If the Minister wants to target groups of drivers who pose a particular threat, clause 1 and the existing legislation make it possible for the police to do so. The second clause is designed to introduce a random aspect into the legislation so as to deter those drivers who are difficult to target. Poll evidence suggests that 77 per cent. of drivers who drink support random testing. If that is not a cry for help, I do not know what is, and it ought to receive a positive response from the House and the Government.

Human nature is very strange. Many of us cheerfully ran for years the risk of terrible injuries by not wearing seat belts, but when Parliament created the prospect of being ticked off by a policeman for not doing so, all of us buckled

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up pretty damn quick, and we have been doing so ever since. Legislation of this kind can therefore work, and in so doing can save lives.

Mr. Gary Waller (Keighley) : Does the hon. Gentleman agree that many of those who responded to the question about random testing do not appreciate that they can already be stopped in a way that many of them would regard as random? If a police officer has any reason to believe that a person may have been drinking, which should be fairly easy to ascertain, that person can be tested. A fairly large proportion of the drinking and driving public do not understand what the law is at present. If we need a campaign, it should be to ensure that people appreciate that the risks of drinking and driving are already grave, because they can be stopped at random now.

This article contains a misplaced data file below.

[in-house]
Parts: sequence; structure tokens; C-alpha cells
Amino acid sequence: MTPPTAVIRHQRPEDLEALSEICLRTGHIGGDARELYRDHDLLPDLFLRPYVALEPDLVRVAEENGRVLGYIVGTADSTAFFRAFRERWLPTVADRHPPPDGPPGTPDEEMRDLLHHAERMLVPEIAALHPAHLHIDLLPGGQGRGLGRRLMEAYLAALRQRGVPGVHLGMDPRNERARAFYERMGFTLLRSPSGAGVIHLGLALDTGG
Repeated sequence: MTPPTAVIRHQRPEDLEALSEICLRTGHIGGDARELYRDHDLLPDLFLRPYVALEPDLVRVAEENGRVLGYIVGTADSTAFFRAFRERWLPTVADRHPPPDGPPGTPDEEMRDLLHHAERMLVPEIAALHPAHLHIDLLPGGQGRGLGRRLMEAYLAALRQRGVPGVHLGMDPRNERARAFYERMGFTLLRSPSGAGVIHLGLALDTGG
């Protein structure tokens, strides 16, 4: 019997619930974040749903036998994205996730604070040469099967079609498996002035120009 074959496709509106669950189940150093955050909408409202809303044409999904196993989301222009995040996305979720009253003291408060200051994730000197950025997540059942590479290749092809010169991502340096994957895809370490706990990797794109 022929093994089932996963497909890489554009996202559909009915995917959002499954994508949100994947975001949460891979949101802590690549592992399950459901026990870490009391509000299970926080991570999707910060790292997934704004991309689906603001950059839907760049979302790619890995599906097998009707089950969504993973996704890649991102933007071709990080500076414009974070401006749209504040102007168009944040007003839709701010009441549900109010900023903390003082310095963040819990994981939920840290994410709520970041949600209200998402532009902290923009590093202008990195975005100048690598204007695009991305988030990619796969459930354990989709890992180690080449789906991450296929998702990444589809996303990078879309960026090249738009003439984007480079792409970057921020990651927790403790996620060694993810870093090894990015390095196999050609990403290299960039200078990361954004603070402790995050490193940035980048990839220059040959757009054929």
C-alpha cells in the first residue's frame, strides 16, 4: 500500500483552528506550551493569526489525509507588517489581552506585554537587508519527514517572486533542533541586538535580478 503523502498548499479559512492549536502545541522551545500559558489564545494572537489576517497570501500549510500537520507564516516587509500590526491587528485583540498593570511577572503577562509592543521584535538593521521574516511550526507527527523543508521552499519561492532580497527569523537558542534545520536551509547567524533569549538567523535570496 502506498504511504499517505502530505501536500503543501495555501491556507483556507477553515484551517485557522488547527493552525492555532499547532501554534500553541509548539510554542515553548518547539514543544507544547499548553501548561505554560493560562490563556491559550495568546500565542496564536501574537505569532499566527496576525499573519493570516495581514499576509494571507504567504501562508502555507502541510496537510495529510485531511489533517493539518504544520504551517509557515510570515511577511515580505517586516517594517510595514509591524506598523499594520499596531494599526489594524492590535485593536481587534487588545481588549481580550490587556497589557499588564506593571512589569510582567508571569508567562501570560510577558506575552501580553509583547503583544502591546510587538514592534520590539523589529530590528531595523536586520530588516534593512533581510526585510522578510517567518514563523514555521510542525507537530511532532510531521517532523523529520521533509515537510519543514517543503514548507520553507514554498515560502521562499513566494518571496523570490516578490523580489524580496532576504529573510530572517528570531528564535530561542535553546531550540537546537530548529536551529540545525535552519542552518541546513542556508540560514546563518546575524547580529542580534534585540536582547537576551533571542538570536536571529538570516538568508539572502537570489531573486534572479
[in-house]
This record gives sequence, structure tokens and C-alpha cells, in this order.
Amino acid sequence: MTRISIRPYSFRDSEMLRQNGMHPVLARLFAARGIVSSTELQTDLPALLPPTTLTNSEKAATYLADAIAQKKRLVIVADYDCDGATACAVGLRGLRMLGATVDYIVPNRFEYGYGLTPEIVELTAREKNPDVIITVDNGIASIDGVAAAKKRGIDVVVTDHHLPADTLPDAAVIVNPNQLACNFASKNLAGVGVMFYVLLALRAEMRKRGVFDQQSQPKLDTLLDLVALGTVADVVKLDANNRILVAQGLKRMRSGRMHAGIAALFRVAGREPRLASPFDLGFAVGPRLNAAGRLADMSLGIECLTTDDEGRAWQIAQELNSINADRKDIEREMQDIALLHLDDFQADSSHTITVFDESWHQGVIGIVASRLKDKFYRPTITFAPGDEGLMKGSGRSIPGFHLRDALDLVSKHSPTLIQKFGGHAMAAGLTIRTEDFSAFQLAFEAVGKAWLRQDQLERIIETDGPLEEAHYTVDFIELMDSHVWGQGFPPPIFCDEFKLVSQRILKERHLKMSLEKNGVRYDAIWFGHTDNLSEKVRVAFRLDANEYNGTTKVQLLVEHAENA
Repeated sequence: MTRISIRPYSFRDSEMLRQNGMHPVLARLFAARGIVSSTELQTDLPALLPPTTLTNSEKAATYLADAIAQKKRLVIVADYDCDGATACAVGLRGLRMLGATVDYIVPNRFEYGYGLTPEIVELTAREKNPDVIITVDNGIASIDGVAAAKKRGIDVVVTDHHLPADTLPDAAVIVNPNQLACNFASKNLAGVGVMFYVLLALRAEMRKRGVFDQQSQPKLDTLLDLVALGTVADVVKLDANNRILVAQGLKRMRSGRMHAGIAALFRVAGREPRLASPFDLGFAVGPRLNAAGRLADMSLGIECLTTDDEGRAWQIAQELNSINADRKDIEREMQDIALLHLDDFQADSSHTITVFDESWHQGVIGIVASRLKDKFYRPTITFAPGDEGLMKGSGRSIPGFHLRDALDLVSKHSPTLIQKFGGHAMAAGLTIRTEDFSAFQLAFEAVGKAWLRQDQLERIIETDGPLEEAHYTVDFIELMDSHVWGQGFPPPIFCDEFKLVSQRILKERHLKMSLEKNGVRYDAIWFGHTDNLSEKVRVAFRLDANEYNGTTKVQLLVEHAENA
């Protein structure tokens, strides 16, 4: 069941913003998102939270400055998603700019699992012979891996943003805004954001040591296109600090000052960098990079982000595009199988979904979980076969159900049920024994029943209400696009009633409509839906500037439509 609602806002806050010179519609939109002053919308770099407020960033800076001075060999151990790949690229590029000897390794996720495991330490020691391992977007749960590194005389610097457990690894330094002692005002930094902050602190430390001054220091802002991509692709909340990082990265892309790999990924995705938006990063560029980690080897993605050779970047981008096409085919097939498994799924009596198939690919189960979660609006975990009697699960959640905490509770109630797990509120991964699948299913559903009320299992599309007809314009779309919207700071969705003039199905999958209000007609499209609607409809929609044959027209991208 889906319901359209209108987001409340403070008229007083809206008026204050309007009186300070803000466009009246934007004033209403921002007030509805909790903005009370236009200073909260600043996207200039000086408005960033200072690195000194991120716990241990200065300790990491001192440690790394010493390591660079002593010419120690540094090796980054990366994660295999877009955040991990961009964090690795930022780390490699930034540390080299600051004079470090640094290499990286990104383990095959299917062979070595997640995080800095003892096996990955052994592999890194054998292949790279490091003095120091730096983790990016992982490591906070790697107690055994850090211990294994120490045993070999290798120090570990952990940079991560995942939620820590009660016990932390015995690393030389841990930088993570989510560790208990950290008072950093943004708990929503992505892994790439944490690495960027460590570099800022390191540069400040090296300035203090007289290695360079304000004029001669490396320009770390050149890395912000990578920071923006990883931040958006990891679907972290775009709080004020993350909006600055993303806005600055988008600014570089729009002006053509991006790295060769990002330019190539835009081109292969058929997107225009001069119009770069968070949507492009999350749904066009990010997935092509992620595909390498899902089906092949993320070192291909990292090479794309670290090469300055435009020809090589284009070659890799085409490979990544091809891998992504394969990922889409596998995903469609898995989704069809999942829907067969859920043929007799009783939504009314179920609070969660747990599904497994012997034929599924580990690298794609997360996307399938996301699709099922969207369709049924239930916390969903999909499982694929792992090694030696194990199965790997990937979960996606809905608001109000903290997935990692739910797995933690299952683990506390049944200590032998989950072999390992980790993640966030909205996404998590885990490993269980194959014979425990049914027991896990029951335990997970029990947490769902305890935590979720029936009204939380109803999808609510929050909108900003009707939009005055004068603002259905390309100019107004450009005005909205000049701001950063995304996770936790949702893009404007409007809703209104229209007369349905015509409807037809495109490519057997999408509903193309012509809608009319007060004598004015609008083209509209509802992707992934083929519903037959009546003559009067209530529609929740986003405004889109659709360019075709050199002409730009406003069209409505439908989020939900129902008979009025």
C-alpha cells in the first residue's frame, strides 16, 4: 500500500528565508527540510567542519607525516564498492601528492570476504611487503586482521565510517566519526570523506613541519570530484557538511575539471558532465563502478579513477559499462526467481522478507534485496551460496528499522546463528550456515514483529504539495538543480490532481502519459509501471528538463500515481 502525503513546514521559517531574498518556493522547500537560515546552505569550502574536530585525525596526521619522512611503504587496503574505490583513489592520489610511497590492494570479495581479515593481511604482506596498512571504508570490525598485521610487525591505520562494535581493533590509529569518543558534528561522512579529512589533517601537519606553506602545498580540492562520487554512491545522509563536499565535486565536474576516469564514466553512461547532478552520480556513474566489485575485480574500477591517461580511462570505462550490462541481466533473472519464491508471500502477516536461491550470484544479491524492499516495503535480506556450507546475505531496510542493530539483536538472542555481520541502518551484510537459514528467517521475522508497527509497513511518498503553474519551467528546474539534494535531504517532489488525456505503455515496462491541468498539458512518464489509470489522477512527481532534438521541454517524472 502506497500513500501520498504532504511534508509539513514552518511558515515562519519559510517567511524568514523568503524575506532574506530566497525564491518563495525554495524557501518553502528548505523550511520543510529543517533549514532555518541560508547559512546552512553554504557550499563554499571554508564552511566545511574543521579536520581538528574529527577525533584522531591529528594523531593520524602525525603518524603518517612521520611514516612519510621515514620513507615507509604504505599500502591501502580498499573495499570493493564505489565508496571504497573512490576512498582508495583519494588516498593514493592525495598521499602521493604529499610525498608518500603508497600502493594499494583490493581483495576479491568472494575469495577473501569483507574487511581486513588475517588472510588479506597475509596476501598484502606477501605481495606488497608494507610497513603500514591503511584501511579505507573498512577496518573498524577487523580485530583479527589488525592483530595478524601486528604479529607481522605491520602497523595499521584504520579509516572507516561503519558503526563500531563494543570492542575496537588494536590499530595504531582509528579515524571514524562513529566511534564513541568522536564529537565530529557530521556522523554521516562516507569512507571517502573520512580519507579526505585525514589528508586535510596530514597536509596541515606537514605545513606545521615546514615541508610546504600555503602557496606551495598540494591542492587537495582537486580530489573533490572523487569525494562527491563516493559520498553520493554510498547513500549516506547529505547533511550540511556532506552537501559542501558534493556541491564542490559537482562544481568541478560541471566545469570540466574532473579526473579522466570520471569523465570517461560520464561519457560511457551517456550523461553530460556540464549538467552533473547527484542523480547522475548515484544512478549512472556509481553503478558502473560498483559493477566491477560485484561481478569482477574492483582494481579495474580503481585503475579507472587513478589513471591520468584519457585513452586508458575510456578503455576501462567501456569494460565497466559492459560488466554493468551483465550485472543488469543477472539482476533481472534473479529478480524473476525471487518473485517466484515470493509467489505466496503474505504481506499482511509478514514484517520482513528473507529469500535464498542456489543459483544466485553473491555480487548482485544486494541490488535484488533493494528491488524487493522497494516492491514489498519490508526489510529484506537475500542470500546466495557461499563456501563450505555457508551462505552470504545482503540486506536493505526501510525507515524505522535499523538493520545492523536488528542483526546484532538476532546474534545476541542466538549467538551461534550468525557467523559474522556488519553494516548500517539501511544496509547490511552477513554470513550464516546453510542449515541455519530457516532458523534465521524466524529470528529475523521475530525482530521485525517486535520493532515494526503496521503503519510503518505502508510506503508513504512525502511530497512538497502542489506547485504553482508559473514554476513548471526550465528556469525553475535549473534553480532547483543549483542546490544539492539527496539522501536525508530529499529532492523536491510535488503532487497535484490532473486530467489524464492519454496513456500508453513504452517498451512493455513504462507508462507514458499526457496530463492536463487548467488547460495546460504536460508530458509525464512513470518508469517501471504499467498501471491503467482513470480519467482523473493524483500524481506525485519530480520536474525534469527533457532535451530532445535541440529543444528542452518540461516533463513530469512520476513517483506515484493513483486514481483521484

Mr. Home Robertson : Some chief constables apply the legislation, but the difficulty is that they have to do so under two separate provisions. The first is a general power that enables a police constable to stop a driver. If he suspects that the driver may have been drinking, he can then go ahead and breathalyse that person. The problem is that the drivers I have been talking about do not know that they risk being caught, otherwise they would not drink and drive. The two provisions are designed to overcome that problem and I have sought to demonstrate that legislation of this kind can work and can save lives.

Evidence from New South Wales suggests that spot checks that increase the perceived risk of detection have a dramatic impact on the behaviour of drivers. There was a 37 per cent. fall in alcohol-related accidents in New South Wales over four years, following the implementation of legislation such as this. If we in Britain could achieve such a fall in alcohol-related accidents, we should save 300 lives and thousands of injuries every year. If the Bill became law, we could prevent the equivalent of a Lockerbie air disaster death toll in the coming year and in every year thereafter. That is a goal worth pursuing.